Tutwiler News

TUTWILER NEWS


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News from Tutwiler
by Janie Bruister

Where have all the sidewalks gone?

    It's been many years ago now since I came to Tutwiler to live (in town, that is) and one of the things I remember so well were the sidewalks where we could walk most everywhere without ever having to get in the street. Of course, being built that long ago, they do not now cover the whole town but I've noticed that some of those we do have have been allowed to become overgrown, so it just looks like the rest of the grass in the yard. Some of them have bucked up from root growth and some haved caved in, but for the most part they're still there. Wouldn't it be great to have them visible again! So my plea is, to those of you who have a sidewalk in your yard, to focus on cleaning the grass from it so it'll show as it was meant to and will look neat besides. Just one of those civic things, you know. Thanks!
    We're getting awfully dry around here. The crops are looking good for the most part and mainly due to irrigation while a few places, especially those fields planted late, are burning up. Makes me think of politics...there are so many people running for office, many are going to end up "dry". Who to vote for? So many we've not even heard of. Tuesday is the day, so we'll see you at the Polls.
    A missionary ball team from Athens, Alabama came our way, making ther headquarters (eating and sleeping) at Thelma Wright's in Tutwiler and Bob and Dianne Wright's in Clarksdale. They played ball and witnessed at Parchman, Greenwood and Holly Springs. They had a wonderful time at the Wright's.
    Congratulations to Panny Mayfield for her Show of Photographs at Cottonlandia in Greenwood recently. We were unable to attend, but from all reports, her show was enthusiastically recieved and well attended.
    Clarksdale High School's 1979 graduating class, of which Cristen Barnard was a member, held it's 20th reunion at Hopson recently. The meal recieved raves and that's because it was catered by our own Anne Barnes and her daughter, Joy Belipanni of Belzoni.
    About 21 of 57 members and spouses of the 1959 graduating class of West Tallahatchie High School met at the Bridgewater Inn in Greenwood for their 40th reunion. Some of those in attendance who still live close by are Bettye Sue Coleman, Meadie Williams, Hilda Strom, Frances Glover, Cebe Pharis, Fred Lane, Frances Foti, Charles Houston, Dan Ellison, Jerry Beck, James Biggers, Tommy Henderson, Joe Buddy Moore and Nancy Shaw Rideout. Teachers even came and they were Coach and Katie Cox and Lamar and Barbara Leggett.
    Dusty and Gina Pearson's family dedication of infant son, Joseph, was an inspiring event held last Sunday at First Baptist Church and was attended by family members Jesse and Holli, Joseph's brother and sister, his grandfather Jenkins of Indianola, grandmother Fredna Pearson, great grandmother Naida Pearson and his aunt, Dawn Pearson, all of Tutwiler.
    David Ware is returning home to Georgia after several months stay with his sister Glenda Gee and her family in Tutwiler.
    Sympathy is extended to Mable Callicutt whose nephew, Charles David Ashford of California, died this past week.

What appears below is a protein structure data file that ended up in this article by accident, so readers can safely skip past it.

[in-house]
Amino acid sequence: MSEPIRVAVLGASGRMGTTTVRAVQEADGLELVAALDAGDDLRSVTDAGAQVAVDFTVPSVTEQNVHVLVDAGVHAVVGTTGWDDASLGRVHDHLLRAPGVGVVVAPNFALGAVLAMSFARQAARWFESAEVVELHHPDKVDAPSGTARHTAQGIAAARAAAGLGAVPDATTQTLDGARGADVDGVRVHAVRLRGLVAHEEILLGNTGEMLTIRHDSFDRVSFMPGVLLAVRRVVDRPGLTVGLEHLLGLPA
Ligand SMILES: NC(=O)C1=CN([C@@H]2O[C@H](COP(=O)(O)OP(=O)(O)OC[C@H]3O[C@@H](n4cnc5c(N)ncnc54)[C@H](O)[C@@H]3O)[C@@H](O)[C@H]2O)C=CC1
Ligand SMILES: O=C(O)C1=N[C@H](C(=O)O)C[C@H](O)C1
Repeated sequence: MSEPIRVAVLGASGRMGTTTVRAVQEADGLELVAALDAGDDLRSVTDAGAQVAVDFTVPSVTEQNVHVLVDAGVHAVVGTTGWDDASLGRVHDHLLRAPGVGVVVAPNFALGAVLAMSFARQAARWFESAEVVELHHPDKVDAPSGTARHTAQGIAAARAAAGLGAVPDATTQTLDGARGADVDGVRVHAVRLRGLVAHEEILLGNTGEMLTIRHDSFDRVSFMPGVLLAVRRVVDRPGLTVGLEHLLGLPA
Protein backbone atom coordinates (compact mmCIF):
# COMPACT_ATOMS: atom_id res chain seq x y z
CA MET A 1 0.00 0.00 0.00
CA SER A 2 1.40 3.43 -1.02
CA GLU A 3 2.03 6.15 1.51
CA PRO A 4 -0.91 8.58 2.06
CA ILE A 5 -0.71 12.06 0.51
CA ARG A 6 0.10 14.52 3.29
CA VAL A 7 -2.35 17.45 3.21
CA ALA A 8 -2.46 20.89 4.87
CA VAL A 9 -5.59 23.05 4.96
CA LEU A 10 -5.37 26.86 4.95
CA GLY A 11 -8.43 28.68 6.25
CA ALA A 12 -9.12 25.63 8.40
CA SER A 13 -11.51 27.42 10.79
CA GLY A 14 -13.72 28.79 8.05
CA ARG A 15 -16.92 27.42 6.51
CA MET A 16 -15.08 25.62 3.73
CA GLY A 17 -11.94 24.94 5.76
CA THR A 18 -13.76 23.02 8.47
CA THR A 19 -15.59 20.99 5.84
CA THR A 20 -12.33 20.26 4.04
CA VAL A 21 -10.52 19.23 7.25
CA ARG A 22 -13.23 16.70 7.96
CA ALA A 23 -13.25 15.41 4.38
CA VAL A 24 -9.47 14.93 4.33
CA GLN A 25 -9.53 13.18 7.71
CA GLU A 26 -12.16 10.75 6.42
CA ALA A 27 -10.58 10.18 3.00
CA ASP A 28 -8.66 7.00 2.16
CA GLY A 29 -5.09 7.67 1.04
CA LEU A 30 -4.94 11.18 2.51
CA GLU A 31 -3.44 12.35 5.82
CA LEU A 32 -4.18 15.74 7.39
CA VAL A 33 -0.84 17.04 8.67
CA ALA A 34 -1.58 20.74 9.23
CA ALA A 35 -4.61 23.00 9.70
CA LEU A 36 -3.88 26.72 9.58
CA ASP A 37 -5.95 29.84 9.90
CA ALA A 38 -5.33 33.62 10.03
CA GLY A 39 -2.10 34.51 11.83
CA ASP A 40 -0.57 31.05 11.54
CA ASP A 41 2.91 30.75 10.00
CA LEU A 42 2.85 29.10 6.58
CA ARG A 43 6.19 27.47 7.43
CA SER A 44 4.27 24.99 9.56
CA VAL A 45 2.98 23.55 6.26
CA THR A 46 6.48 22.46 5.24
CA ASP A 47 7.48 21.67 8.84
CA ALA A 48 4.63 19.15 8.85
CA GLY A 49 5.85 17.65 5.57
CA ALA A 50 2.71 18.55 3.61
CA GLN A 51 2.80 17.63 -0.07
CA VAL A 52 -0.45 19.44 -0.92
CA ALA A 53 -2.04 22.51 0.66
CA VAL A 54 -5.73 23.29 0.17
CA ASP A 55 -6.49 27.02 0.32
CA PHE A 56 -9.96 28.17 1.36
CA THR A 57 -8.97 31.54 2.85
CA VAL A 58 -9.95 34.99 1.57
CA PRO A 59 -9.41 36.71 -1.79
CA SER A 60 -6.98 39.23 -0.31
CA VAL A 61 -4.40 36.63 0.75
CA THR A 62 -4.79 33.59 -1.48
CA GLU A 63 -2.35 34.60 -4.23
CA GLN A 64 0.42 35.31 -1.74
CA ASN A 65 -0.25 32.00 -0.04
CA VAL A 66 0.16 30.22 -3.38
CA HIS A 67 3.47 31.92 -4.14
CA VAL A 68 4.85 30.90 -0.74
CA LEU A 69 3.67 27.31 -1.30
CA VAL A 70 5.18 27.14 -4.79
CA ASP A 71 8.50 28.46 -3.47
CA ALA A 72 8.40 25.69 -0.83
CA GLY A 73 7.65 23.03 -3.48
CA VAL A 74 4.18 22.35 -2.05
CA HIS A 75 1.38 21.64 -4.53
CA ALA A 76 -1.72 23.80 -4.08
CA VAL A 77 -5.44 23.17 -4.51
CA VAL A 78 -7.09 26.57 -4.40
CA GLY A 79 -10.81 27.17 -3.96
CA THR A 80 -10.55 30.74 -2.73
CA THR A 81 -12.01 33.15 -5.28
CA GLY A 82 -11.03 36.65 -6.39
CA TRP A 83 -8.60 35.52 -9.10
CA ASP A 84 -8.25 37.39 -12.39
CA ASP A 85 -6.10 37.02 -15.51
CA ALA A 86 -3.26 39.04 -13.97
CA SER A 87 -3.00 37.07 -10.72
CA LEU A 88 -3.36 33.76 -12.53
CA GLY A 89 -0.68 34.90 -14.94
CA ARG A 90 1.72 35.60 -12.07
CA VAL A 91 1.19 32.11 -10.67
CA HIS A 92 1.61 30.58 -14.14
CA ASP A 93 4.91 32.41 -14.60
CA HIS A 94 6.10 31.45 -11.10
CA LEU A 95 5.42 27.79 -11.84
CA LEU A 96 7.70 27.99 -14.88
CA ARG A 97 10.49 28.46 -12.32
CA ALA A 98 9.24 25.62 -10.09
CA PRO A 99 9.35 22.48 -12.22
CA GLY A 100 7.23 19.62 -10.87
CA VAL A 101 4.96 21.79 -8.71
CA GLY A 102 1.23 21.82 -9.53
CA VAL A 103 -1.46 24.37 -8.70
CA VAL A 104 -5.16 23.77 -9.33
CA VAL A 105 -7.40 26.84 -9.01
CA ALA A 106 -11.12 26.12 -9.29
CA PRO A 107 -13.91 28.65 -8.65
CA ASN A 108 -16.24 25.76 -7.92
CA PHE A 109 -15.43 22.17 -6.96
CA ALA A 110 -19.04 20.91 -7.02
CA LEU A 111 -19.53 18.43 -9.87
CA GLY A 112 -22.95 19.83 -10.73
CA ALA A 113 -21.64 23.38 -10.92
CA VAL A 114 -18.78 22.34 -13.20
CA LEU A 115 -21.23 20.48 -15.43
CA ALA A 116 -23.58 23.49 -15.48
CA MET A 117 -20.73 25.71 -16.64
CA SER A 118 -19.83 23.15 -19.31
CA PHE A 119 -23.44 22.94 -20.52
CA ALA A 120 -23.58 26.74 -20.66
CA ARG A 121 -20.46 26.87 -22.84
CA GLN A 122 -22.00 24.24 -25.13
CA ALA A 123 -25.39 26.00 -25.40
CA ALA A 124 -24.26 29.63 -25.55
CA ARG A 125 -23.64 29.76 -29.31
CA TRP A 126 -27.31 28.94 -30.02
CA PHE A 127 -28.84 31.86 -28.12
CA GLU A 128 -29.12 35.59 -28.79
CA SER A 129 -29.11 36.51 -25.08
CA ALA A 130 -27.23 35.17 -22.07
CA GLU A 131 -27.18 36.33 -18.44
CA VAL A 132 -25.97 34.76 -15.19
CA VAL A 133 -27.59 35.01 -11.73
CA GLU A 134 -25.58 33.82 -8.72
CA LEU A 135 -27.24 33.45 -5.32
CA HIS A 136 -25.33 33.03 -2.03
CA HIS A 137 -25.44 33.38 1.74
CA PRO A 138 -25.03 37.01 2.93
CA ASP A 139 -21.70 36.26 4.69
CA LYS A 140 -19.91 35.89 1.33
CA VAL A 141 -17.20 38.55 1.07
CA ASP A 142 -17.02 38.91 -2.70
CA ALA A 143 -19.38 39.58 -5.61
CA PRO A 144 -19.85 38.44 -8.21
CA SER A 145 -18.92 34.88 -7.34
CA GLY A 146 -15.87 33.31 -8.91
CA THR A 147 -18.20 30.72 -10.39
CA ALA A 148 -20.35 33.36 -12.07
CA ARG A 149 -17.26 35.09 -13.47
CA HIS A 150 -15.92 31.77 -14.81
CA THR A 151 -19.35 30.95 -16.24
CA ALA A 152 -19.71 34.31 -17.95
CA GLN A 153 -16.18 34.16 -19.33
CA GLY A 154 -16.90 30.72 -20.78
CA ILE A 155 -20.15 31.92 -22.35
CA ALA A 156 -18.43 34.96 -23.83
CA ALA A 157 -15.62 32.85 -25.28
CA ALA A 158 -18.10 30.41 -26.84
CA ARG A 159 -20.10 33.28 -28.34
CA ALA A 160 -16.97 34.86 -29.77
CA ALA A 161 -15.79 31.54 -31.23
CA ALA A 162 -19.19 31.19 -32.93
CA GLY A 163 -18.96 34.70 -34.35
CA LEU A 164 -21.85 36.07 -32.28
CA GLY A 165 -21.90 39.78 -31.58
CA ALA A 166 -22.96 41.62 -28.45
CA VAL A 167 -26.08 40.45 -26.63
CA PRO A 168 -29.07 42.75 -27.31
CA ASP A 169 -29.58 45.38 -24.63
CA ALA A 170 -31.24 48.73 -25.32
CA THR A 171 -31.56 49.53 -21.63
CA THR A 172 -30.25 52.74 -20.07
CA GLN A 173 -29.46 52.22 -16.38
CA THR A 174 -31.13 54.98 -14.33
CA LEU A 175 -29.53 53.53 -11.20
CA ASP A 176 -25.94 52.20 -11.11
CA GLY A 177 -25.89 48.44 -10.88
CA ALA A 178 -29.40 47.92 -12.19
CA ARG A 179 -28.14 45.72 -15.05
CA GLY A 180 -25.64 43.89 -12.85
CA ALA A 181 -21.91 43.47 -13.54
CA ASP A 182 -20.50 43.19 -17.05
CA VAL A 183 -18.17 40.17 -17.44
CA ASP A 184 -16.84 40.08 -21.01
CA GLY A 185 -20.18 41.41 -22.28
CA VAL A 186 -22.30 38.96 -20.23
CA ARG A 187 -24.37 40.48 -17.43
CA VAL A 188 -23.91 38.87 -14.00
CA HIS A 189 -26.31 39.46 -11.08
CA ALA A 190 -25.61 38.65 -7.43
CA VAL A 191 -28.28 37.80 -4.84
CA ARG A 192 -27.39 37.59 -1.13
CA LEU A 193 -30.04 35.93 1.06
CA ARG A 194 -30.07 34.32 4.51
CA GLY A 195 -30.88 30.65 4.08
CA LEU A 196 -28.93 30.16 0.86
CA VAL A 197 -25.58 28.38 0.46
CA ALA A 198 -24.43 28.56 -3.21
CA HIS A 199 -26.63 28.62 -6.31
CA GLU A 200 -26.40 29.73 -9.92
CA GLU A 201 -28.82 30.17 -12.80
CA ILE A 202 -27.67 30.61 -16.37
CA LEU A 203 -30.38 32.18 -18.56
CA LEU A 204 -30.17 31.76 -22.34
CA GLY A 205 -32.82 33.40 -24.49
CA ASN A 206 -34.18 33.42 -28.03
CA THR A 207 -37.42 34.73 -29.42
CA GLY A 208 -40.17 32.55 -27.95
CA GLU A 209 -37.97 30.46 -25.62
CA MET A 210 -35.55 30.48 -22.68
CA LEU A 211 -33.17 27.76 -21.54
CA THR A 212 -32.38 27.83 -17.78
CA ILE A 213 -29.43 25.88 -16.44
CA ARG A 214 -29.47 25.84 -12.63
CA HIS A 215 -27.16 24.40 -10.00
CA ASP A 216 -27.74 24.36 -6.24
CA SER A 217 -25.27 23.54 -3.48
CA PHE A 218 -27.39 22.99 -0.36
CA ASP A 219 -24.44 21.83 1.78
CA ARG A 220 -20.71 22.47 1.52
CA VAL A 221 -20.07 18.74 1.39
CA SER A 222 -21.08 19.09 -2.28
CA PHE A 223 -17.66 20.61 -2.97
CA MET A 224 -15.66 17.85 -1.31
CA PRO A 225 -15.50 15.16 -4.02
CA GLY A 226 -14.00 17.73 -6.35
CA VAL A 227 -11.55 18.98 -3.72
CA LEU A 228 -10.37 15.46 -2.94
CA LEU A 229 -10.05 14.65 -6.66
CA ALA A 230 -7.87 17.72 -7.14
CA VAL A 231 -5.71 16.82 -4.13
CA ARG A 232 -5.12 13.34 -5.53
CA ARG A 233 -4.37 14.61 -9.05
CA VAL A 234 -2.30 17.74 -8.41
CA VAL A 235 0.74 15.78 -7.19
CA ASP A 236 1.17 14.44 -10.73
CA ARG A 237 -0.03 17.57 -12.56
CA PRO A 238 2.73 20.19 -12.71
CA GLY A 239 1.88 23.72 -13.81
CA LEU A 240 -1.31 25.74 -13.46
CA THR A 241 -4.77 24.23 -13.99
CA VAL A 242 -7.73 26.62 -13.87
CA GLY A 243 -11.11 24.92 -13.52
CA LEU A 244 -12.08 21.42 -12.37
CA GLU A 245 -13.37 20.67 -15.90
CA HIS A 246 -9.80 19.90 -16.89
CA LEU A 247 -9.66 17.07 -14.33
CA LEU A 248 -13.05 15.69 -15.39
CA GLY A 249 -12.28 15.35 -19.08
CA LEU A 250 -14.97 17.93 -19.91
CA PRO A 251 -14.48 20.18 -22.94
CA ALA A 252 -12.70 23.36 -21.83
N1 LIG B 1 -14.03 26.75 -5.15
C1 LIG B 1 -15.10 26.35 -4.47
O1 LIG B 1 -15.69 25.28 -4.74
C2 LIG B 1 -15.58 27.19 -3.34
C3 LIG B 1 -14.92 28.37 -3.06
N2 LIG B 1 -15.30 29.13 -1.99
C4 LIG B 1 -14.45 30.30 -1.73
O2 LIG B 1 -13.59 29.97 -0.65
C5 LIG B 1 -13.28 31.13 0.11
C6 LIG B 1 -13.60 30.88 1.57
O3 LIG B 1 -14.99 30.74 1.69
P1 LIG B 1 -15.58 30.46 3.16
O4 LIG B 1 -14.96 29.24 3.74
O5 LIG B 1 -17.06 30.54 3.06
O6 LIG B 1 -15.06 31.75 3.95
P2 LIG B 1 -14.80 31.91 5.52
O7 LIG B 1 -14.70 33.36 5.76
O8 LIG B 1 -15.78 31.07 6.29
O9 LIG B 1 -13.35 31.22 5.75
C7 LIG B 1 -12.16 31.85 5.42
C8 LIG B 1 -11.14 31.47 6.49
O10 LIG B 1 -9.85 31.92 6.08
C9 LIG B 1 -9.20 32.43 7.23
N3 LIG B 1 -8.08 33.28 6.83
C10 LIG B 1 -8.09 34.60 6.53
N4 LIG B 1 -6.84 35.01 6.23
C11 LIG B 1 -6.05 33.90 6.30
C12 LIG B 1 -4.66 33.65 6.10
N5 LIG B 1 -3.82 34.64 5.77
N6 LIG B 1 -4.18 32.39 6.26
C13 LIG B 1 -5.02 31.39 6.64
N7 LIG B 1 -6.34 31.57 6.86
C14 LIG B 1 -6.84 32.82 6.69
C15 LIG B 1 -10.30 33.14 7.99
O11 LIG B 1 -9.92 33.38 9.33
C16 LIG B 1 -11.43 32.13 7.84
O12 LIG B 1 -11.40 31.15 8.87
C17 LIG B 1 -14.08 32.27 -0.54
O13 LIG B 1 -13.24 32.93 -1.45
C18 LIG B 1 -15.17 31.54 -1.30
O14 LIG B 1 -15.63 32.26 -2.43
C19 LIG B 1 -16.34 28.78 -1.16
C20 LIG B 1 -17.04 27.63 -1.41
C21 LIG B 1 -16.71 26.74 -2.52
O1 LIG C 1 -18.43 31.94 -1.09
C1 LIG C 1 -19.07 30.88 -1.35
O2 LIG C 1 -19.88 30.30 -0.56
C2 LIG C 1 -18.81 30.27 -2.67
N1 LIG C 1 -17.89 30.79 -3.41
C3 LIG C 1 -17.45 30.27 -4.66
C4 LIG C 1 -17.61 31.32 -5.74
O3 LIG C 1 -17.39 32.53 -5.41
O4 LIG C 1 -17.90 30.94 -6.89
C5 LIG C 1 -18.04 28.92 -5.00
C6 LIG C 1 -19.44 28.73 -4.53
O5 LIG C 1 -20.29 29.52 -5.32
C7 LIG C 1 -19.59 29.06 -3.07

Lil Brewer of Sikston, Ms. (formerly of Webb) was the guest of Wilma Dyess this past week and, of course, visited her son Bruce and his family in Clarksdale.
    More "All Stars" and their coaches from our area include Allen Clark, Adam Clark, Jonathan Clark, Dhane Burton, Roy Newton and Joey Russell. Congratulations, fellas!
    While in Greenwood for yet another eye consultation for Carroll, we stopped by "Ole McDonald's" for refreshments and found beautiful little Corrine Vance with her mom, Madge, having the same idea. Corrine had just finished her riding lesson with Jan Sturdivant and was very exuberant about it.
    Our visitors over the past couple of weeks (besides political candidates) include our son, Cally, with his friend, Gerry, of Red Bay, Ala; James and Marilyn Bruister of Tylertown and June Hennington and two of her daughters, Marilyn and Lucy, from Crystal Springs, Jackson and Ridgeland. Another visitor was by phone, from Chicago even. It was my friend, Byrd Dantzler, and he was upset with me (and for very good reason). I forgot his birthday and it was his 99th! Next year will be the biggie...calls for a celebration!
    That's about it, again, from Tutwiler where, believe it or not, wild hog hunting is becoming a new sport.


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News from Tutwiler
by Janie Bruister

    It's back to school again already, for some anyway, and summer's not even over yet. Soft ball has been a big thing for so many, both boys and girls, including some more I haven't mentioned like Julye Clark, Melinda Brett and Corley Luckett. My sweetie next door, Sara Dunavent, is out every day practicing with her dad, keeping in readiness. Chance and Blake Smith along with their dad, Ronnie, have added canoing to their summer activities, competing in races in Mississippi, Tennessee and Arkansas. They've won some of those races, too! Many of our young people attended Camp Lakeside this summer, contributing to the 300+ in attendance over a five week period. Among those were three of Shirley Brougher's grandaughters from Brandon.